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In September, my board voted on a new personnel manual. We broadened the language for a Family Leave Policy.  Unfortunately, it is unpaid for now. In my staff’s favor is a new Paid Time Off policy, rather than our old mix of sick days (which few people used), vacation days, and comp time (basically illegal for most employees with the new Department of Labor Overtime Rule).  When we discussed this with staff, we said quite simply, “We don’t care why you’re taking off.  Just tell us when you’re going to use it.”  We will all miss the flexibility that our generous comp time policy allowed us to have, but this is a pretty good compromise.

The new DOL overtime law is causing a lot of museums to rethink staff time and work/life balance issues. Even though the DOL rule is now delayed, we are acting as if it is the law. Though I miss offering my staff a level of flexibility with comp time, I also know that many museums don’t have similar policies. Maybe we all need that structure to be fairer to all of our employees.

 

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And finally, another museum friend became a father almost a year ago. He hilariously posted on social media one day: “That was a disaster. A lot of crying, shrieking and hollering, a poop, a half a nap, and some super red cheeks. She did not like the natural history museum.”  So, other than the fact that his daughter clearly is not a museum fan yet, he has also realized how different his “new dad” story is from the stories above. He took off one week, planned to take a second week later and things came up at work. His organization was very supportive, but he didn’t feel like he could leave staff during a critical time at his institution. He’s struggling to figure out the work/life balance, and work has been winning lately. In his note to me, he wonders: “…is that because I didn’t fight for who I wanted to be as a dad?”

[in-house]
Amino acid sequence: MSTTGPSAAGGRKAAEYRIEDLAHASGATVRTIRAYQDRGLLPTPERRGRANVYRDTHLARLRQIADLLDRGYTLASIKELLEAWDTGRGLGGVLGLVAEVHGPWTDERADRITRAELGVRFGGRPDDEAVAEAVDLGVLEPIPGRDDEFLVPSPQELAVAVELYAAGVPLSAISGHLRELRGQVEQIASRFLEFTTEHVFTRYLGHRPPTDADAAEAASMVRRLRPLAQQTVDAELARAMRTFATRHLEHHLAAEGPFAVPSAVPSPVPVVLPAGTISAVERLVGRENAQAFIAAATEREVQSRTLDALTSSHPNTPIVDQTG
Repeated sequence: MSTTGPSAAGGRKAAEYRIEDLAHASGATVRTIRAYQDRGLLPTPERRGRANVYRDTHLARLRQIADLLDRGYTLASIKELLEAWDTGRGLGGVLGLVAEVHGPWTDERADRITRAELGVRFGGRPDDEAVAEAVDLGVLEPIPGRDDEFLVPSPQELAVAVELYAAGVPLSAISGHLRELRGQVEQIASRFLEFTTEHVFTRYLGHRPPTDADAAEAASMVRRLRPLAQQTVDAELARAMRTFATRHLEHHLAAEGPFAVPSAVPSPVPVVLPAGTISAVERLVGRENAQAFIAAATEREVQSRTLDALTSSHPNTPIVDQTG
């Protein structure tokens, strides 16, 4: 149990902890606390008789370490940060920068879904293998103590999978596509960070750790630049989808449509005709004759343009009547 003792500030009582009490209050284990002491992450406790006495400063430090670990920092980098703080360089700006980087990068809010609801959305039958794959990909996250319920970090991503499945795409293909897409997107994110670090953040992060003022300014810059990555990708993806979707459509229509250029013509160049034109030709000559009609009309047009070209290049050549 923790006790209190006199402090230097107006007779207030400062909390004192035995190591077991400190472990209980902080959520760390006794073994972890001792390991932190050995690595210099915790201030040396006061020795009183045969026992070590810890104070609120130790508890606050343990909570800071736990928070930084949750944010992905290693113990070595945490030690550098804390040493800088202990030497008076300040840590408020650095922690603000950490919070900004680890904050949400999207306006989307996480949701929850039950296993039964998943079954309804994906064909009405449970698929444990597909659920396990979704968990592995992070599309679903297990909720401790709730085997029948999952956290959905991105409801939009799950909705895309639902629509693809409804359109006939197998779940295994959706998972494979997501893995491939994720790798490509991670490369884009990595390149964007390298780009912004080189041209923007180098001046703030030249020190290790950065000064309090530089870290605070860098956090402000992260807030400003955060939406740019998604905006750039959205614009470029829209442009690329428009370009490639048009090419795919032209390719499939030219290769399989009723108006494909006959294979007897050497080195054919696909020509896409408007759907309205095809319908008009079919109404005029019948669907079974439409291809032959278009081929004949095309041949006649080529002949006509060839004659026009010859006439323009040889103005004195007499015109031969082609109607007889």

So, clearly, we have much work to do—gender issues, work/life balance, and more.  But at least we’re talking about it.  Let’s make sure we continue that conversation. Maybe we’ll start to find a few answers.

 

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A note from AASLH’s Chief of Operations, Bethany Hawkins: AASLH has also been thinking about work/life balance for our staff. In the fall of 2016, the association changed its leave policy to a Paid Time Off policy that allows employees more flexible leave time. AASLH also offers a sick leave bank where employees can save unused PTO at the end of the year for extended sick leave which can also be donated to other employees if a serious illness or family situation occurs. 

Want to write for AASLH? Learn more and submit a post here

 

One Response to “Baby Boom II: Motherhood and Museums One Year Later”

  1. March 10, 2017 at 3:00 pm, Great Parental Policy Work by a Small Museum: Lessons from the Lombard Historical Society | AASLH Blogs said:

    […] read Melissa Prycer’s AASLH posts, “Baby Boom: Motherhood and Museums” and “Baby Boom II: Motherhood and Museums One Year Later,” I was inspired to write about my experience, since this is an issue that needs to be […]

    Reply